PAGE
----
whatsoever. Both water collection and storage are based on long experience. Indeed, the qanat (underground
irrigation channel) system was recorded during the reign of Darius
A wind-catcher is simply a ventilating shaft which projects above the roof of a building and provides it with
air-conditioning of a most effective kind. Wind-catchers are among the most spectacular and best-known
elements of the Persian architecture, yet it is surprising how little information exists about the detail of their
interior design. The wealth of local knowledge is chiefly empirical. For instance, two wind-catchers of a simple
village cistern which appear to be similar to one another may have been constructed by different internal plans
at ventilator level--an indication of their complexity. Similarly, a low plain-looking tower examined in a ruined
house revealed an extraordinary intricate interior with a variety of partitions and baffles in its short height. This
has led to a thorough examination of other towers, particularly those attached to cisterns.
The Fate of Vernacular Monuments
Soon, alas, it may be too late to look for many of these structures. The extraordinary shapes of eroding
mud-brick buildings have long been part of plateau landscape and they have been replaced by others built in
the same tradition. This no longer happens so unless positive action is taken to conserve or build at least one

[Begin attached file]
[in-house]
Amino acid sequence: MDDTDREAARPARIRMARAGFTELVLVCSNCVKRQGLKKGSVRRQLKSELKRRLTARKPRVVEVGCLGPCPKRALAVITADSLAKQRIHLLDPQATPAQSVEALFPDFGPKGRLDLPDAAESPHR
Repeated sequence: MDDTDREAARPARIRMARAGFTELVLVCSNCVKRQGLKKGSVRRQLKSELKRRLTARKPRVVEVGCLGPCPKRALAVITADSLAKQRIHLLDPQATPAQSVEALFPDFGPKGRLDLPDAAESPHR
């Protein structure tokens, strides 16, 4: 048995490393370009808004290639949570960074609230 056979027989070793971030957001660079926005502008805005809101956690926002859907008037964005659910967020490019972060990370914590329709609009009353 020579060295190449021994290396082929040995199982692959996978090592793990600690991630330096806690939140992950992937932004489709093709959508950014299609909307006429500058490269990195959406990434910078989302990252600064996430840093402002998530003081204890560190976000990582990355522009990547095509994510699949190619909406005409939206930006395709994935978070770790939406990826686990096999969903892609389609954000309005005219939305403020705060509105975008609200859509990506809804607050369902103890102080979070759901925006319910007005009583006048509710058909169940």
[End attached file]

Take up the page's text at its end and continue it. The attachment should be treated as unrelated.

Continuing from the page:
example of each kind in the simple vernacular tradition, they will soon have vanished for ever.
Their rapid disappearance derives from a variety of good reasons.
First, few people have had time or inclination to look at these buildings, partly because the huge number which
survived until comparatively recently has made them seem commonplace, but also because Iran has such a
wealth of archaeological, architectural and artistic treasure which naturally enough, most visitors want to see.first. So until recently the vernacular has not been much prized. There is little new in this. From the
seventeenth century on, only a few of travellers have been sufficiently interested to record the vernacular
buildings. They wanted ruins of spectacles. Now, the technological innovations of the first half of this century
are the root cause of the redundancy of many buildings. Modern refrigeration, new sources of power, the
internal combustion engine and the use of chemical fertilisers have overtaken such buildings as ice-houses,
mills, caravanserays and pigeon towers, and many delightful landlords' houses and hunting lodges have
been abandoned. Nor will they survive as ruins. A redundant building constructed of stone may survive for
years as a ruin, but buildings of unbaked mud-brick of cob will not: inherent in their design is the necessity of
constant maintenance. So firmness, Sir Henry Wotton's first condition, is as much as a matter of maintenance
as of sound construction in Iran, and maintenance inevitably ceases once a building ceases to be useful.